reacts with -SH groups to yield a mixed disulfide and 2-thiopyridone (molar
extinction coefficient=7060 at 343 nm). It is very specific for SH groups.
S-amino ethilation. Ethylamine Bromide reacts with SH groups to yield S-aminoethylated cysteines. The S-aminoethil derivative of cysteine resembles lysine. Trypsin is then able to cleave peptide bonds involving carboxyl group of this cysteine derivative.
Iodoacetic acid and Iodoacetamide. These two reagents react with SH groups to yield carboxymethyl and carbamidomethyl cysteine. They are used to protect SH group of cysteine. They are stable to acid hydrolysis
Heavy-metal ions. Heavy-metal ions reacts with SH groups to give mercaptides and are responsible for the irreversible inactivation of many enzymes. In particular Ag+ have a high affinity for sulphydryl groups and can be used to titrate SH groups quantitatively.
E-SH + Ag+ ----> E-S-Ag + H+
Riordan, J.F., Wacker, W.E.C. & Vallee, B.L. Tetranitromethane. A reagent for the nitration of tyrosine and tyrosyl residues of proteins. J Am. Chem. Soc. 88, 4104-4105, 1966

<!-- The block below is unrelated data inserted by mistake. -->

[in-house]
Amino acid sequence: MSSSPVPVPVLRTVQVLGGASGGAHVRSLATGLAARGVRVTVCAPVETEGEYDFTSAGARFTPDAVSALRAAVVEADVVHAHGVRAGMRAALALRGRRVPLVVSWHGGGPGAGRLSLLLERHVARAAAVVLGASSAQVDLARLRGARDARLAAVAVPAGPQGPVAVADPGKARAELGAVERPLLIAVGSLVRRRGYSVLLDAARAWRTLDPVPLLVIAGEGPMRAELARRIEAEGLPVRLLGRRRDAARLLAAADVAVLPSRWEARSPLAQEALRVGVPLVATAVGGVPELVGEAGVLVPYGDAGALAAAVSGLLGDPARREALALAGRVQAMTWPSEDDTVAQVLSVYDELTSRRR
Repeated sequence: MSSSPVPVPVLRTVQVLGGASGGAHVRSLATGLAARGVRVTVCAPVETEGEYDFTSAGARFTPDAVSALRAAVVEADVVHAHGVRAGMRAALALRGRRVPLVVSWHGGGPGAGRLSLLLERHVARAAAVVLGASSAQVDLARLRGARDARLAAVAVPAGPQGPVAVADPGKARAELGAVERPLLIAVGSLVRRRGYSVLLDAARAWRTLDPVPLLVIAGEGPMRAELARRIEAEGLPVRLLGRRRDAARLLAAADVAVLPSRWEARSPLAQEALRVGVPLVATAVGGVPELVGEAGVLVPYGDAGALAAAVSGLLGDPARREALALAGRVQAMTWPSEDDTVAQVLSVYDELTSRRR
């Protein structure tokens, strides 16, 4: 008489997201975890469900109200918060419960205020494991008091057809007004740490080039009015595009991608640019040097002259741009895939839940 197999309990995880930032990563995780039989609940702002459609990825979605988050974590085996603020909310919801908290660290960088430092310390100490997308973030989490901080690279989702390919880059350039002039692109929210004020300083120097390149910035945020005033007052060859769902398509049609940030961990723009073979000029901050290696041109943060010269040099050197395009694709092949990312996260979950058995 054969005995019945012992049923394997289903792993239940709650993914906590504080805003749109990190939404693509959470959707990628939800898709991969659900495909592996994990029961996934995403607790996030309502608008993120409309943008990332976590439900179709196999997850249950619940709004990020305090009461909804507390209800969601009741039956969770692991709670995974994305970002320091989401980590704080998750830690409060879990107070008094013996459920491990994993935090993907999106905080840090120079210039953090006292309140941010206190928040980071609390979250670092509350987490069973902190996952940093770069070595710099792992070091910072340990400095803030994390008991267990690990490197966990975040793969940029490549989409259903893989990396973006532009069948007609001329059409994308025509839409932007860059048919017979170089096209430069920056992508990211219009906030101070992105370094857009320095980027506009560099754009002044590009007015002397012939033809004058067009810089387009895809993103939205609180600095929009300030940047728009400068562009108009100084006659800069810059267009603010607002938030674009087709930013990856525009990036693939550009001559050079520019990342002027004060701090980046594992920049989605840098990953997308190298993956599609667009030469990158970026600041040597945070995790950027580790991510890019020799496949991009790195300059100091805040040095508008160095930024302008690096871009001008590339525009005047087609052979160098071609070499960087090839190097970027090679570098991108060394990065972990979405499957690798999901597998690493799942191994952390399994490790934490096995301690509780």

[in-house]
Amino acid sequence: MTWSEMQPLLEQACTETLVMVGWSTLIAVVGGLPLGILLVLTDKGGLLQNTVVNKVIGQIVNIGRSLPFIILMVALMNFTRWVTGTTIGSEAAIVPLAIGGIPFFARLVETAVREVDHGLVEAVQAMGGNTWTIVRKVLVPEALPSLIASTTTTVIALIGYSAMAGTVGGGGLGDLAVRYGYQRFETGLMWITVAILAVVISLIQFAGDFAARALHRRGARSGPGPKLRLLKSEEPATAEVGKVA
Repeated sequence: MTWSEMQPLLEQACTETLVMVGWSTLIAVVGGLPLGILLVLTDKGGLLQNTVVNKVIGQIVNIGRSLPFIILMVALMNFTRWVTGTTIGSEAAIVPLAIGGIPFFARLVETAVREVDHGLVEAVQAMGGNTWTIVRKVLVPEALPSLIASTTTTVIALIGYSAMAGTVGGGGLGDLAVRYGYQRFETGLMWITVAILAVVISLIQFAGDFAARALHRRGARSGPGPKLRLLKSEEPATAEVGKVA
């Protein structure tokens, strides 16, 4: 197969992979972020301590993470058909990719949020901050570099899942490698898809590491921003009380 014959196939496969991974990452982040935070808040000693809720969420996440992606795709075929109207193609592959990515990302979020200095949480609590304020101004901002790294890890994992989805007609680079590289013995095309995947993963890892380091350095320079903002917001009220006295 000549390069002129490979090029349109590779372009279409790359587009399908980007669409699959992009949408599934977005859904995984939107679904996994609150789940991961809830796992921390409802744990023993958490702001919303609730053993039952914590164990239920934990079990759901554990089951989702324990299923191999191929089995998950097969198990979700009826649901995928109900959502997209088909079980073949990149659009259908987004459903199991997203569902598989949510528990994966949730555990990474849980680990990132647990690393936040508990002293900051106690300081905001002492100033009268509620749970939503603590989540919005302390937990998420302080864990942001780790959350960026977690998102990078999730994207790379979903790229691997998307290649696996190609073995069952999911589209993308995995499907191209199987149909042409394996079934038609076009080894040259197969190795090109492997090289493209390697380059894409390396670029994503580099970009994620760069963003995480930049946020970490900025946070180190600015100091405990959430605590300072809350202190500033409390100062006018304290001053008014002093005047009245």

M. Froschle, W. Ulmer, and K.D. Jany. Tyrosine modification of glucose dehydrogenase from bacillus megaterium . Effect of tetranitromethane on the enzyme in the tetrameric and monomeric state. Eur. J. Biochem. 142, 533-540, 1984.
The S-S bond can be reduced to SH by many reducing agents such as mercaptoethanol, dithiothreitol, sodium borohydride. However SH groups, because of their reactivity, need to be blocked (see reactions of cysteine side chain).
Oxidation of S-S bonds have been also used: Performic acid
leads to the formation of cysteic acid which is very stable. Performic
acid also oxidizes methionine to the corresponding sulfone (a vantage,
see reactions of methionine side chain) and leads to the destruction of
tryptophan (a disadvantage). Oxidation of S-S bridges with sulfite
does not destroy any other amino acids but yields a SH group and a S-sulfonate
group which are unstable.
N-terminal methionine and Met-Met sequences will yield free homoserine.
The oxidation of methionine prevents CNBr cleavage.
SelectivityAt alkaline pH reacts also with basic groups.
At acid pH reacts only with Met and Cys.
Cysteine is slowly oxidized to cysteic acid without cleavage of the peptide bond. It can be protected by carboxymethylation, carboxymethylcysteine does not react with CNBr.